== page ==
It is almost impossible to hear the name of the world-renowned rose expert, Graham Stuart Thomas, without thinking ‘Mottisfont’. Since the early 1970s, the National Trust’s Mottisfont Abbey, near Romsey in Hampshire, has been home to his collection of old-fashioned roses. David Stone, Mottisfont’s Head Gardener, has been taking good care of it since 1978.
David’s passion for roses began in his teens, when he spent time helping his brother who gardened for the Coal Board. Modern roses with names such as ‘Home Fire Glow’ and ‘Living Fire’ played an important part in the Coal Board’s promotional activities, but as his knowledge expanded it was towards old rather than new roses that David felt himself drawn. At the time, very few people grew them and so he had to rely on reading about them. Three books he found particularly useful were written by Graham Stuart Thomas.
It’s little surprise that as a fan of the work of Graham Stuart Thomas, David became aware of the developments at Mottisfont Abbey and of the rose garden that was officially opened in 1975. It was in the late 1970s, with a decade or so of gardening experience behind him that David saw the position of Head Gardener at Mottisfont advertised. He describes his successful interview as ‘a blur’, but etched forever in his mind is the memory of the snowy January night when he moved into the lodge at Mottisfont. He remembers wandering around the walled garden where the light from the moon lit up the many roses that he had only previously read about in books. Many of them were by that time impossible to buy but all were now under his care. It was he says, ‘a great delight but also an enormous responsibility’.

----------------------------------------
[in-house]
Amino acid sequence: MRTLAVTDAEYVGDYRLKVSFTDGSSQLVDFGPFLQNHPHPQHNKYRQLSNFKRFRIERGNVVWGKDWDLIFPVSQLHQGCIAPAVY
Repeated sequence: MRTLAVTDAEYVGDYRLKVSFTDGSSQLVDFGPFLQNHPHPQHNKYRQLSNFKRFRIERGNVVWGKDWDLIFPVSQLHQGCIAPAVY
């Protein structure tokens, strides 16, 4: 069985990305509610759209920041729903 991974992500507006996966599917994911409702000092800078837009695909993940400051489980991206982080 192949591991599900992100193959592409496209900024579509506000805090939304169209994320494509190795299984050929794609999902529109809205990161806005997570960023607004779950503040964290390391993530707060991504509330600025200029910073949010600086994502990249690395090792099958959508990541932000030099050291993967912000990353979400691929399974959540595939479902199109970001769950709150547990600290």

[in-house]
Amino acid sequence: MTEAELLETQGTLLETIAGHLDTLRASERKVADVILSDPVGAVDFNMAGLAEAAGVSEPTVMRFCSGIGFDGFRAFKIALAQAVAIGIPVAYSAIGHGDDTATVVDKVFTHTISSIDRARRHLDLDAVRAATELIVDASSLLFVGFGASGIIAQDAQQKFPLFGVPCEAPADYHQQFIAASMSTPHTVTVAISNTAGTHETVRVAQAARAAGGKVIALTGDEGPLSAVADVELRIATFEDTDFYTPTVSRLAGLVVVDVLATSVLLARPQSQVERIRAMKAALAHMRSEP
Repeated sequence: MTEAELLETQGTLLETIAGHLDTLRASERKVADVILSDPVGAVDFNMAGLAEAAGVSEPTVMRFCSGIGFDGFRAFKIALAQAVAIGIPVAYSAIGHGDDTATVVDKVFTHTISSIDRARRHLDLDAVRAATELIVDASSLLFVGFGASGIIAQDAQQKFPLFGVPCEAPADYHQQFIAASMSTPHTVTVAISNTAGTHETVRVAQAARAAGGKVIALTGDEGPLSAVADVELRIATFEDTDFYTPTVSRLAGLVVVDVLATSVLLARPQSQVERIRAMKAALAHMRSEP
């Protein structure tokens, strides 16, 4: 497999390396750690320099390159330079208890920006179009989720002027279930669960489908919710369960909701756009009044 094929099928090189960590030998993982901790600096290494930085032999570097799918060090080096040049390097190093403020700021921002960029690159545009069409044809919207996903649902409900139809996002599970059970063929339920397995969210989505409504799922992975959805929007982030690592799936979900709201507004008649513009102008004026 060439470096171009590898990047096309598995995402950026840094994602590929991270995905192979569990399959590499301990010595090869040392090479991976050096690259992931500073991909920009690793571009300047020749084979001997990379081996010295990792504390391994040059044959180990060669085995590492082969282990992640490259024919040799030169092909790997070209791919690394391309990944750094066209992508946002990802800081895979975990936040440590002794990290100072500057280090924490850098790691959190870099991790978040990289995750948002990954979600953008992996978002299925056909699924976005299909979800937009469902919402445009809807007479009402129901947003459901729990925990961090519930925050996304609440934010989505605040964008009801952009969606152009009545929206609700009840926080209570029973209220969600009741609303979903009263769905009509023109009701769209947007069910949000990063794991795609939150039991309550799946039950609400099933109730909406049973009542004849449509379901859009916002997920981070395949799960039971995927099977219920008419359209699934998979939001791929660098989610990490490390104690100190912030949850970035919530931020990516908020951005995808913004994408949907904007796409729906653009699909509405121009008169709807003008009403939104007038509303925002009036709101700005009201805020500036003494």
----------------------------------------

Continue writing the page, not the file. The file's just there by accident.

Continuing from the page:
Over the years, David worked closely with Graham Stuart Thomas who, as National Trust Gardens Advisor, helped to develop the companion planting in such a way that it provided interest throughout the year. The great rose collector gave David guidance on almost every aspect of gardening with roses. Rose maintenance however, he had to learn for himself.
When David arrived at Mottisfont, he was the fourth Head Gardener to be recruited in three years. However good individual gardeners might be, lack of continuity eventually takes its toll and David needed to devote some time to the roses. Until he arrived at Mottisfont, he had been working with modern cultivars rather than old-fashioned roses. Initially, he had to prune ‘with secateurs in one hand and a book in the other’. Sometimes he got things wrong, but with every mistake came a lesson. Over time he found a way to prune that resulted, not only in healthy plants but also in roses that were capable of providing the best possible display for visitors.
In 1982 Graham Stuart Thomas acquired another collection from the German National Rose Garden at Sangerhausen, many of which were thought to have been lost to cultivation. The Rose Garden at Mottisfont was expanded to accommodate them. With such an important collection in its care, roses will always remain central to Mottisfont Abbey (the only garden that Graham Stuart Thomas designed in its entirety), but today, other aspects of the garden are also being developed. A winter garden is already establishing well, providing additional interest for visitors from November to April.
History shows that in Victorian times, Mottisfont had as high a reputation for its fruit production as it now has for its roses. David’s team are looking at ways in which fruit can be reintroduced to the garden.
Despite the exciting developments, old-fashioned roses will always be closest to David Stone’s heart. If you visit Mottisfont in summer, look out for the richly coloured and deliciously fragrant ‘Reine des Violettes’ – a firm favourite of David’s and the rose that Graham Stuart Thomas was often seen to wear in his lapel.